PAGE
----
While the rest of corporate America runs for the hills on over-the-top Pride messaging, a handful of holdouts seem determined to run their brands into the ground. Nike, who felt Americans' wrath for hiring Dylan Mulvaney to sell sports bras, is going for broke with its latest stunt: a special Pride event featuring a doctor who commits gender mutilation on children. Just do it, indeed.
Just hours after the Southern Poverty Law Center (SPLC) targeted parental rights organizations as "extremists," a U.S. senator renewed his call to strip the SPLC of its tax-exempt status, concerned parents refused to back down, and evidence emerged that the organization may have coordinated its results with the Biden administration.
Hopefully, Scott's informative and vigorous debate with "The View" hosts is a preview of what we can look forward to in future debates.
As attacks against churches have tripled over the last four years, the Biden administration has appointed a faith-based security commission to advise officials on how to keep churches safe - a council that includes Al Sharpton, a former leader of the National LGBTQ Task Force, and a Muslim leader who held a fundraiser for a convicted cop-killer.
Laws to protect minors from gender transition procedures have made massive strides over the past three years, but two recently enacted laws mark a new milestone. On May 17, Florida Governor Ron DeSantis (R) signed into law SB 254, and Texas Governor Greg Abbott (R) signed into law SB 14 on June 2. More than any of the other bills passed in 2023 or previous years - and there were many good ones - these two laws solidify the place of protecting children from gender transition procedures as part of mainstream conservatism.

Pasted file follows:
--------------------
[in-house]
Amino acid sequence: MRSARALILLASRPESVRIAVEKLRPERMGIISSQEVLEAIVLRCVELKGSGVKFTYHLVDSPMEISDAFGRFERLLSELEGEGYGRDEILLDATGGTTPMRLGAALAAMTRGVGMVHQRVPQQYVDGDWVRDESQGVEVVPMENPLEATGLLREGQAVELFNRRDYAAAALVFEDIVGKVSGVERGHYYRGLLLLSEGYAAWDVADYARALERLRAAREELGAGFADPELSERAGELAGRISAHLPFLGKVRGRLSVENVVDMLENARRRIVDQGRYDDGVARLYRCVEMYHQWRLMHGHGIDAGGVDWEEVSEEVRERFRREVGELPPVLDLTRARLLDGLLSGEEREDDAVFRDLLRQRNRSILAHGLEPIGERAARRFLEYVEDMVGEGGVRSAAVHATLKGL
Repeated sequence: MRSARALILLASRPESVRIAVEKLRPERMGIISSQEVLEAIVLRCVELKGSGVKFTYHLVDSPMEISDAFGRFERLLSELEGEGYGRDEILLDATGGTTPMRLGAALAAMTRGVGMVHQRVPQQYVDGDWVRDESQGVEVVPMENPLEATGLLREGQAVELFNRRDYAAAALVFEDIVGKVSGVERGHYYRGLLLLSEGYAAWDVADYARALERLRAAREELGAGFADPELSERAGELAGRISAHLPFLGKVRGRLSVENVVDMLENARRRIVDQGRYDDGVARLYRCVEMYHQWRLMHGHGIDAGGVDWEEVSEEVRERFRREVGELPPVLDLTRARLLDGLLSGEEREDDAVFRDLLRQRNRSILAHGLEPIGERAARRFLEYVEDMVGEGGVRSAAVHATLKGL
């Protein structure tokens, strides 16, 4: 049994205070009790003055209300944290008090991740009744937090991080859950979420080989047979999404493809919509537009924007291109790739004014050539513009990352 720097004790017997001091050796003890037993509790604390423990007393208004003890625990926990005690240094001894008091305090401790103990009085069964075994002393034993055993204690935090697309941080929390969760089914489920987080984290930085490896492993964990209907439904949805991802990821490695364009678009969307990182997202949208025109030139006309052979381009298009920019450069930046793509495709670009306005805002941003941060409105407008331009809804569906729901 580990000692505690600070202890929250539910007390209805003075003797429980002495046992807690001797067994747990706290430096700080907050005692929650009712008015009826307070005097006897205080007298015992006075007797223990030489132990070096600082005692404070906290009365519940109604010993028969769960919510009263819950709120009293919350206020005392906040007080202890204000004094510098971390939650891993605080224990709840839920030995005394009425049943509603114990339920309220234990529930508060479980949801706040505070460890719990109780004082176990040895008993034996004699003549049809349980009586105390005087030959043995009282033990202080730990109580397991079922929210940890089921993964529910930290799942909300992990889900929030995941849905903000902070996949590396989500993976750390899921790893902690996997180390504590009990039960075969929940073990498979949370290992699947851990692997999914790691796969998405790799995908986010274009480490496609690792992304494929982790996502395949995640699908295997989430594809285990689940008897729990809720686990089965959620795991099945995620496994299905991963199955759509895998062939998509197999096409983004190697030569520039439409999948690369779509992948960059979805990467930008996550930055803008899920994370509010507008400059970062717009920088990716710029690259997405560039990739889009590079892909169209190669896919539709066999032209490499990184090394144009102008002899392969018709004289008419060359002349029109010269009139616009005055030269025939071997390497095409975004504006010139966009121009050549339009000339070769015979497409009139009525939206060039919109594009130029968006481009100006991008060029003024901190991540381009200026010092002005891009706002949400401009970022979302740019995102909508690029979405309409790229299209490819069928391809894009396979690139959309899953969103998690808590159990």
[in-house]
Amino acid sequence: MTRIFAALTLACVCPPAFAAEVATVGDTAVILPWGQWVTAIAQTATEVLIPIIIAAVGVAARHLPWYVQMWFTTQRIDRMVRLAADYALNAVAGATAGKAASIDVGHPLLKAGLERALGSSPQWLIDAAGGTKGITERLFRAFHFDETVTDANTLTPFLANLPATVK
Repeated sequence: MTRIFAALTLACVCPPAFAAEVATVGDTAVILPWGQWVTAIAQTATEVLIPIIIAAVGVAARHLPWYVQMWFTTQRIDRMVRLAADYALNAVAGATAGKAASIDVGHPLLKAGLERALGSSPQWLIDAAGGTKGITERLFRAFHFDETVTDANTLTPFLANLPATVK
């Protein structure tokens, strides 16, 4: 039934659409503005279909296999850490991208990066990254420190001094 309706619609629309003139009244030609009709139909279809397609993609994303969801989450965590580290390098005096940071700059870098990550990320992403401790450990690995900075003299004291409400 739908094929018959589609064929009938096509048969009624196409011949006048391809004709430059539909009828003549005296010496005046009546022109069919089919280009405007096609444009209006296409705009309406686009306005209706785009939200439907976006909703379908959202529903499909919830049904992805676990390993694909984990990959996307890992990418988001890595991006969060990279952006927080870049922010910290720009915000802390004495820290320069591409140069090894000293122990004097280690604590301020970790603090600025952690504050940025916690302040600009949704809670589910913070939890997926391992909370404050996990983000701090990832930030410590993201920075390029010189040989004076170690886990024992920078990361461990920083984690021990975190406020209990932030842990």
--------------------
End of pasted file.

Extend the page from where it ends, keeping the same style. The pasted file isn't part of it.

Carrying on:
On June 7, a nonprofit by the name of Moms for America held a press conference on the Capitol grounds in Washington, D.C. to speak out about biological men competing in women's sports across the country. H.R. 734, otherwise known as the Protection of Women's Sports Act of 2023 has passed the House and is waiting for the Senate to schedule a vote. Professional and collegiate athletes gathered to share their stories along with different state representatives, all united under one objective: calling on the Senate to act and pass the bill.